People here in the United States are making the choice to invest in coffee farmers – to support them by being conscientious consumers in hopes that these growers won’t be forced away from their homes to find better-paying work or compelled to make the dangerous desert passage here on the border.

Café Justo gives me hope.

As I write this, I’m enjoying my morning coffee, and I’m not just enjoying it because it tastes good. I’m enjoying it because I know my coffee is part of the reason dozens of families in Mexico are waking up in their home communities, with their families, instead of journeying north.

That’s good coffee. Or to be more accurate, that’s Just Coffee—social justice in a cup.

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Next Steps
    • Learn more about Café Justo from their website.
    • Are you a coffee drinker? Your coffee purchase could help the people of Café Justo! Everything you need to know about ordering coffee, or to get involved, is listed on our website to make it easy to take action.
    • Your next trip to the store (food, clothes, whatever!) pick something to investigate—where does the money for a particular product go? Is there a better option out there? Café Justo is one of many initiatives in responsibly traded items.
    • Pray for the work of Café Justo—those providing the product and the partner volunteers working to sell coffee here in the U.S.
    • Next Steps

About the Author: Laura is a journalism fellow with World Next Door. She graduated from the University of Arizona, Tucson with a degree in Animal Sciences and a minor in Spanish. She is constantly learning, making friends, dancing, and trying to understand her role in alleviating the suffering of others. Laura also attracts a lot of awkward situations.

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  1. LeAnne Hardy said... 


    May 4th, 2012 at 3:37 pm  

    Great, Laura. We have been buying our coffee from a Honduran family in Saint Paul for several years now. They import it from their family back home, roast it and package it here . Recently they have moved into eco-tourism with people going to Honduras to visit the coffee plantation and spend a week seeing the local sights. We will never solve the immigration problems here without improving the economies back home.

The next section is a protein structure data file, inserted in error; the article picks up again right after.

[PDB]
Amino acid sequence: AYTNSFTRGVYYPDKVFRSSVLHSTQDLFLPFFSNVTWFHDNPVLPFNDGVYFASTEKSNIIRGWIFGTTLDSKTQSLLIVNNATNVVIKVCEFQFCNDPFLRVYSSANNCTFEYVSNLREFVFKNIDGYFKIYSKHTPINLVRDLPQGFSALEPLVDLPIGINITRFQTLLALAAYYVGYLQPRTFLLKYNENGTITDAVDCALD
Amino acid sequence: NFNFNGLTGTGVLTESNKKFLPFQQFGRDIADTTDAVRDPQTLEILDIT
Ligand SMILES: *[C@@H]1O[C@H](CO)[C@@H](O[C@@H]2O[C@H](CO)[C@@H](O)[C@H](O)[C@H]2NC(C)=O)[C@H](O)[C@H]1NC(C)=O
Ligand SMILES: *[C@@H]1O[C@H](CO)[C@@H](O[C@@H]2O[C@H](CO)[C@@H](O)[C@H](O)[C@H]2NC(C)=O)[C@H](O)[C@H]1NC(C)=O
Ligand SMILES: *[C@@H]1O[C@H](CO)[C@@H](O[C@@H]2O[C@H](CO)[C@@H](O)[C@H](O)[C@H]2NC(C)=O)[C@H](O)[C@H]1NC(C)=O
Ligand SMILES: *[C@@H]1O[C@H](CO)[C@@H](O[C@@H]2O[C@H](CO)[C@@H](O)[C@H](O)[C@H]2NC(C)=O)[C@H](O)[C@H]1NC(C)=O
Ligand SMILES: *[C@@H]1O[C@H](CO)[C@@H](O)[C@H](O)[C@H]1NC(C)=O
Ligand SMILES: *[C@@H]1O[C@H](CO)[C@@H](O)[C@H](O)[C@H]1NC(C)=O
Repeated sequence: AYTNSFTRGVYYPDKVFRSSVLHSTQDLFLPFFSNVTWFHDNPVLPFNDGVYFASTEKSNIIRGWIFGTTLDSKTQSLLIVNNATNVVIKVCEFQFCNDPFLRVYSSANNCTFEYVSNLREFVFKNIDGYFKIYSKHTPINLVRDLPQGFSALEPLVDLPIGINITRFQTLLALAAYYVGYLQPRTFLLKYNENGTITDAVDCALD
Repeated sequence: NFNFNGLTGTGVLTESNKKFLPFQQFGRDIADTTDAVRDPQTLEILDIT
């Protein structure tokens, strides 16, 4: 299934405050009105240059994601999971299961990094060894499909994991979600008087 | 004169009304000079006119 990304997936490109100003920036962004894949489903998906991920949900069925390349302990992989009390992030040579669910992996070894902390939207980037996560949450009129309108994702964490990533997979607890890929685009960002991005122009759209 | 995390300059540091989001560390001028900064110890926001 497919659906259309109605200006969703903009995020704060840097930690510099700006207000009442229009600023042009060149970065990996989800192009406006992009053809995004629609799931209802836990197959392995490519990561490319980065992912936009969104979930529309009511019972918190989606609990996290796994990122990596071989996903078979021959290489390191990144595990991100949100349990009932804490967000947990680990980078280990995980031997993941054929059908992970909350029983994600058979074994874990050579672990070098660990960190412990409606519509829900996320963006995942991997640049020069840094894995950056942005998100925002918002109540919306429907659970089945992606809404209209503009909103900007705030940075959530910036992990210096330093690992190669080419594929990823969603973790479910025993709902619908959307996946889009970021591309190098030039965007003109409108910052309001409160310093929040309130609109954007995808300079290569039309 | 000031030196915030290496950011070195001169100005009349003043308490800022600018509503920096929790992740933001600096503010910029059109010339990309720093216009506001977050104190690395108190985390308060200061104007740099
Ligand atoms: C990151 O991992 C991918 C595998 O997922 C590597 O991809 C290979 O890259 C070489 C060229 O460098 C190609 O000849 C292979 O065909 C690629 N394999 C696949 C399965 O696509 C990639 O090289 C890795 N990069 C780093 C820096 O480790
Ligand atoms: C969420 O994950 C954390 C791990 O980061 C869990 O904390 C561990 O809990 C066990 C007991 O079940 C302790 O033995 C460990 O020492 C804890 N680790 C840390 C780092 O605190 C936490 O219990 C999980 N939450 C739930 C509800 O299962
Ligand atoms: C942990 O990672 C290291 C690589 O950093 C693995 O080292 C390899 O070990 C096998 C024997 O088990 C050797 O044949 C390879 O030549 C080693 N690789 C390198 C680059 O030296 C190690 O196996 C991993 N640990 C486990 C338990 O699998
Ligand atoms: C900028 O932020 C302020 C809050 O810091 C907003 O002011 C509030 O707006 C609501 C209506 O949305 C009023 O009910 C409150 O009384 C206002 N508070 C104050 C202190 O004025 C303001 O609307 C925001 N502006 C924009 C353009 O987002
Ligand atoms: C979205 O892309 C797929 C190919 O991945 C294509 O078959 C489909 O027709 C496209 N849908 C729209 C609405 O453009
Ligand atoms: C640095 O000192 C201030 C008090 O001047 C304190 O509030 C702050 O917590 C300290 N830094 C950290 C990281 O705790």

• Laura Stump said... 


      May 7th, 2012 at 11:31 am  

      Thanks for sharing, LeAnne. I’m so happy to know about their business. A lot of coffee farmers are very vulnerable to poverty. I’m glad they have found a way to get people interested in their work in Honduras!

  2. JimM said... 


    May 5th, 2012 at 10:38 pm  

    I take it we will have an opportunity to sample some of this at the WND office in a few weeks?

    • Laura Stump said... 


      May 7th, 2012 at 11:32 am  

      Haha–I sure hope so! I got so used to drinking it in Mexico…I’m missing it already! We’ll have to order some and invite you for a visit, Jim :)

  3. Cindy said... 


    May 21st, 2012 at 3:32 pm  

    How can I post some of your articles on Face Book so that I can share the photos and story of Cafe Justo (Just Coffee)?)

    • Laura Stump said... 


      May 21st, 2012 at 5:54 pm  

      Hey Cindy! Thanks for wanting to share!! :)

      At the end of every article, there’s a “Next Steps” box (in red lettering), and the last Next Step is always “Share the Article.” Click the Facebook icon and it will put it on your page!

      Another option is to copy the link onto your Facebook wall ( and it will convert into a link to the article for people to click on.

      Let me know if you need more help! Thanks again for following–I’m sure the people of Cafe Justo really appreciate it.

  4. Cindy said... 


    May 22nd, 2012 at 10:21 pm  

    Laura, Thanks for your input. The first time I read your article about Cafe Justo, I was on my iPad. The photos and text looked very different from my desk top version! The iPad did not allow me to connect to FaceBook. That is why I inquired. Thanks for your help.
    I sell Cafe Justo at my church (St.Patrick/Scottsdale, AZ)